1101 Canyon Edge Drive (Austin, TX)
First and foremost, this home isn’t in San Francisco, or the Bay Area, or even California. It’s in Austin (as in Texas). So what’s it doing on SocketSite? Here’s the two point pitch from the agent:

First, many people migrate between Austin and San Francisco, often due to common high-tech employers, but also because many in the ‘creative class’ consider Austin and San Francisco great places to live. Second, this home’s design and finish-out are amazing, winning an award from the Austin AIA in 2007.

Sounds reasonable enough, we’re suckers for homes built into the side of a hill, and it definitely pays to be polite.
1101 Canyon Edge Drive (Austin, TX)
And no, we’re not getting anything for this post.
∙ Listing: 1101 Canyon Edge Drive (3/2) – $649,900 (Austin, Texas) [inspiredaustin.com]
JustQuotes: What’s/Who’s To Blame For “Bad” Building Design In SF? [SocketSite]

Comments from Plugged-In Readers

  1. Posted by 94114

    It’s refreshing to see an interesting piece of architecture without the emphasis on the trophy kitchen and fancy appliances.

  2. Posted by redseca2

    Now I do have a headache. How many millions would it go for in SF?

  3. Posted by SmugCloud

    Way, way too expensive for that in Austin. Pretty cool view, but the cement block wall and kitchen are ugly. Whoever buys this house will have a hard time unloading it at this price in Austin. It might have to go down to 450k to clear.

  4. Posted by secki007

    oh. I just bought a house for 1.1M and its not this house. Inside Voice: Should I move to Austin…because I really don’t like it there – I like SF. I’m torn.

  5. Posted by anon94123

    I think I am going to be sick. There was a studio in the building near to me that sold for that without parking. I could sell my home in the Marina, even in this market, buy this and pocket about 2 million. If I needed an urban fix I could hop on a plane to NYC for the weekend with all the extra spending income I would have.

  6. Posted by redseca2

    anon94123,
    I agree. There are upper end houses in SF that if you can afford it here, you already can afford to buy the equivalent home in another market and retire.

  7. Posted by warrenpease

    I was born and raised in Texas and lived in Austin for 2.5 years. I can say without hesitation that Austin and San Francisco are not very comparable. Austin is great for Texas standards, but remember the rest of Texas is flat and oppressively hot, with little natural beauty.

    Austin is more like a “hipper” Sacramento with a better job base or an Ugly San Diego with no beach. Austin’s “high tech” is limited to Dell (which is in crappy suburb) and outsourced chip manufacturing, like AMD.

    Therefore, I can see why you can purchase a home like this in Austin for $300 per square foot as compared to the Bay Area. The area where this house is located is similar to a San Ramon or Danville. Nice areas but hard to compare to SF proper, Marin, or even the Peninsula.

    I have no idea how this house is appraising, but I would assume this list price may even be high.

  8. Posted by Robert

    Open letter to anon94123:
    Your priorities are so horribly misplaced, or at best you are simply not thinking. Let’s get this straight, you are UNHAPPY that you are lucky enough to own a home in the Marina that is worth at least $2.7 million?? And that if you so chose, you could buy another beautiful home, pocket $2 million, and then spend weekends in New York??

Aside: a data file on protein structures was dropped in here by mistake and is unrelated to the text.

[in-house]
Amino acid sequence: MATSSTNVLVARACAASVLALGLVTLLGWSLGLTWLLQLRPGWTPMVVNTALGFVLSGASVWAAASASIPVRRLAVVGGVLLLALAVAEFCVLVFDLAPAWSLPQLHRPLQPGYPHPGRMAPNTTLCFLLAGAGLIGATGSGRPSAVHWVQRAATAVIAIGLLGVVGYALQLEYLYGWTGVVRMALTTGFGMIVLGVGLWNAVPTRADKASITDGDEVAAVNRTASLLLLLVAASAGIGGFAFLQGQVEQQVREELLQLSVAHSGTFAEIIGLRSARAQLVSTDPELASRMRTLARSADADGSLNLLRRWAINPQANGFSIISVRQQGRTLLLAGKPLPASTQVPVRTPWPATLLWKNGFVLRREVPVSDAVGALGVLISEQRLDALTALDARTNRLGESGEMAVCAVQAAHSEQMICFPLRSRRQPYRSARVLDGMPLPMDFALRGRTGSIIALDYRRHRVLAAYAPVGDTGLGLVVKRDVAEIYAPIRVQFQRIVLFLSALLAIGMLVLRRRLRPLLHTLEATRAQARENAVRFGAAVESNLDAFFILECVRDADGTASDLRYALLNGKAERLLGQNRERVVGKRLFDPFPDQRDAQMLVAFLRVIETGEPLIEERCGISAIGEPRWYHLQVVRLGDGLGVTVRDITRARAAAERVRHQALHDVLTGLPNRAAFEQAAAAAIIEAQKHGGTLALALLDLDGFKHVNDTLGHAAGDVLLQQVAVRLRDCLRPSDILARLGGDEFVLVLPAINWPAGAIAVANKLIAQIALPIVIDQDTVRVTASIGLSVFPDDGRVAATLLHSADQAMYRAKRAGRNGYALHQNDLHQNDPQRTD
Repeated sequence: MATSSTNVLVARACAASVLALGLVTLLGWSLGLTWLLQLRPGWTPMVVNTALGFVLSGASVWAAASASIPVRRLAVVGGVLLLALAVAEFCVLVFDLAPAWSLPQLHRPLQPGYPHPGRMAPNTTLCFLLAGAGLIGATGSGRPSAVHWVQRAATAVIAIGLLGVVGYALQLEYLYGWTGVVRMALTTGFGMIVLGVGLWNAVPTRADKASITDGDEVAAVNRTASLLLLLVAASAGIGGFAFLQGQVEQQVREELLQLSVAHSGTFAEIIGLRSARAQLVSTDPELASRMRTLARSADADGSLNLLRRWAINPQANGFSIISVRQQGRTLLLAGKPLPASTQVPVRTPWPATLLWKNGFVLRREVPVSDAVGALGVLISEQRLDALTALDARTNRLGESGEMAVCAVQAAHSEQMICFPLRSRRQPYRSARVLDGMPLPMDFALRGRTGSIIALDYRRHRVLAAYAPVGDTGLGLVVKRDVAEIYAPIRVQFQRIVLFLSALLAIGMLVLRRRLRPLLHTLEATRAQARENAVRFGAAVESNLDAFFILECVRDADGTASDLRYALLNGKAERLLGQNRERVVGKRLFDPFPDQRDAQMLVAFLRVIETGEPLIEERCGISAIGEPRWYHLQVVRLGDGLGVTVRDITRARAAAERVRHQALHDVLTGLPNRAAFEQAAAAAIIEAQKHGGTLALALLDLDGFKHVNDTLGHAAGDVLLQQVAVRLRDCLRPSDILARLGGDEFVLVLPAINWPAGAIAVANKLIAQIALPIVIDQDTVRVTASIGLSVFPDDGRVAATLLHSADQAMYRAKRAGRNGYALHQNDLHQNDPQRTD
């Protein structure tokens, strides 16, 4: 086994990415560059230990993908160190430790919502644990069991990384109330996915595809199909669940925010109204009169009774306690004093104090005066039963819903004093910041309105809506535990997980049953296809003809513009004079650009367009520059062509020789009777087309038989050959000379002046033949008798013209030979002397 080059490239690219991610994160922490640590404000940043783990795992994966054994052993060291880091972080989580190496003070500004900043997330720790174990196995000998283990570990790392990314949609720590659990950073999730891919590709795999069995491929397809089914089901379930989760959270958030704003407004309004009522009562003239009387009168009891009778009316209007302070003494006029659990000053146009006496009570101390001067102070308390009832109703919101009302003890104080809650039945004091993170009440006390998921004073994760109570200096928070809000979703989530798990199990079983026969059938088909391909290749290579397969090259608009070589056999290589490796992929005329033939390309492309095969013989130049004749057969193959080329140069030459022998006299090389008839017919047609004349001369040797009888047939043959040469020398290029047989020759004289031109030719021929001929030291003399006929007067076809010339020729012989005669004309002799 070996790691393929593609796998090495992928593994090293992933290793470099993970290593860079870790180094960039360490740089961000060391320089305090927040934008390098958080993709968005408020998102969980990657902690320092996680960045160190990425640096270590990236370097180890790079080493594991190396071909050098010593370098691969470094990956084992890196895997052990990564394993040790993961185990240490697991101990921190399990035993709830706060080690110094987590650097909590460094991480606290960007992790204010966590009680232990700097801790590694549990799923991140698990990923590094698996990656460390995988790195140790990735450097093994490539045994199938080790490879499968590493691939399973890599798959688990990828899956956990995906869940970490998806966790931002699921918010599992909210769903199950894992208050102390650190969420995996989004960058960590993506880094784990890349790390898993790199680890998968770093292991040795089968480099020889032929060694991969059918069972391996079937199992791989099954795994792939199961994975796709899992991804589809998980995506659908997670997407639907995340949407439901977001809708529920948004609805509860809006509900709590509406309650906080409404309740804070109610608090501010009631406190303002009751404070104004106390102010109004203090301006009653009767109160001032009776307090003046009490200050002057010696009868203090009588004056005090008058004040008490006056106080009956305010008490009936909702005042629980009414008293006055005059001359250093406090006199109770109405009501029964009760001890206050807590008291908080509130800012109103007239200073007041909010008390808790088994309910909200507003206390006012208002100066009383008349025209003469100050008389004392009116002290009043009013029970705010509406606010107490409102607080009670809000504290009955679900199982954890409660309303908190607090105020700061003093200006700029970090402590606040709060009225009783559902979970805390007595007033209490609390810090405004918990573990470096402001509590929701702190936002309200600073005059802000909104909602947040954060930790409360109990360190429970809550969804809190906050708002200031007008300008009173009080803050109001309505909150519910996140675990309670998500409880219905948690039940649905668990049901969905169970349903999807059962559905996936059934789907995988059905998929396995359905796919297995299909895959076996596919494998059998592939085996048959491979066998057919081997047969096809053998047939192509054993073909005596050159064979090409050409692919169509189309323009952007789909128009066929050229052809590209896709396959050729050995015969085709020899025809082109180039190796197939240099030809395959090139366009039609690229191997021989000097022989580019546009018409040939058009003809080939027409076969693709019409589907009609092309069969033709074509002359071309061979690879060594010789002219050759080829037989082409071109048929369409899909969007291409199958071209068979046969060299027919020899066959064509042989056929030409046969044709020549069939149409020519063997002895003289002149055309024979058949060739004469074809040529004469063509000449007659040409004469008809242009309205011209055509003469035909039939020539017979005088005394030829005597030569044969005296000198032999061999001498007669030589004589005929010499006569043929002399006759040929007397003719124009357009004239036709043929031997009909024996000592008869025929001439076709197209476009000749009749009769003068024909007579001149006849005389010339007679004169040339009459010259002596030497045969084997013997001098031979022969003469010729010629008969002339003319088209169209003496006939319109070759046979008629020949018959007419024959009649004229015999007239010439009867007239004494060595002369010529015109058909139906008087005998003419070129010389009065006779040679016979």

I’d hate to think how much unhappier you would be if you DIDN’T have the option to do these things!!

  9. Posted by anon94123

    Hi, thanks for the personal attack. I said “I think I am going to be sick” regarding NOT my own life, BUT because I was sad for how UNJUST the cost of housing in this city has become. I was writing about a studio that sold near my home for the same cost as the asking price of this home. IF I were young again today, San Francisco would not even be an option. I would probably be in Austin, Chicago or some other town. As I have mentioned here before, I bought in the Marina after the 89 quake, and would never be able to even afford a 1bd. in the Marina today. In fact, I chose the Marina because for a short period, it was almost cheap compared to other neighborhoods. Nobody wanted to take the risk of living here.
    AND PLEASE don’t tell me that many owners in the Bay Area who have paid off their homes do not daydream about cashing out and going to retire in a less expensive part of the country. That is not being selfish, but rather being smart.

  10. Posted by viewlover

    anon94123, what an eloquent response to that moronic attack. And I’m sure your are correct about the daydreaming.

  11. Posted by viewlover

    So much Love in San Francisco. But I guess for people that have actually been smart and fortunate perhaps, who have built up a comfortable nest egg, ( which remember, used to be part of being middle class), well you don’t belong here. San Francisco hates you!

  12. Posted by ex SF-er

    cool house. too modern for me but I enjoy the thought that went behind that place.
    We’ve been pondering moving to Austin the last several years.
    Austin is still a little too small for me… but I’ve found that as I age I need the “big city” stuff less and less, and I appreciate the smaller things (grilling in the back yard, going for bike rides, having friends over for dinner) more and more. I also tolerate the hassles of big city life (parking, crowds, waiting, bums, etc) less and less.
    At THIS point, I’m still a city guy… but it’s not hard to imagine that I may change as I continue to age.
    Definitely would be a nice place to consider retiring.
    I agree with anon94123, it does make one consider selling out and moving to cheaper COL area. There will always be tradeoffs… Austin is nothing like SF… in the same way that SF is nothing like Paris, or Tiburon is nothing like Palm Springs.
    All places have their positives and negatives… in the end one must simply decide which place best suits one’s needs.
    That said, obviously I resonate with Anon94123’s comments, since I left SF. but that’s because I would need at least a $1.5-2 Million home to be “happy” in SF, and if I had $2M I would rather retire than work my butt off to pay off a such a mortgage!

  13. Posted by Adam

    Austin is a great town for sure. The building codes are pretty crazy though – a lot of super ugly weird “modern” stuff has gone up. This place looks nice to me, but I did notice the scrub all around which causes many to have extreme allergies.
    For Austin it’s definitely not a great price given the market right now, and you’d have to put up with the crazy weather. AND you have to fly through George Bush Airport in Houston to connect from the Bay Area! I’d also rather live walking distance to downtown and the river.

  14. Posted by ex SF-er

    Nah… you can go direct SFO to Austin on United… but it’s usually expensive.
    Usually a few hundred bucks cheaper to connect through Houston.
    (my ex was a tech employee… and had to fly back and forth SFO to Austin all the time)

  15. Posted by TexasEx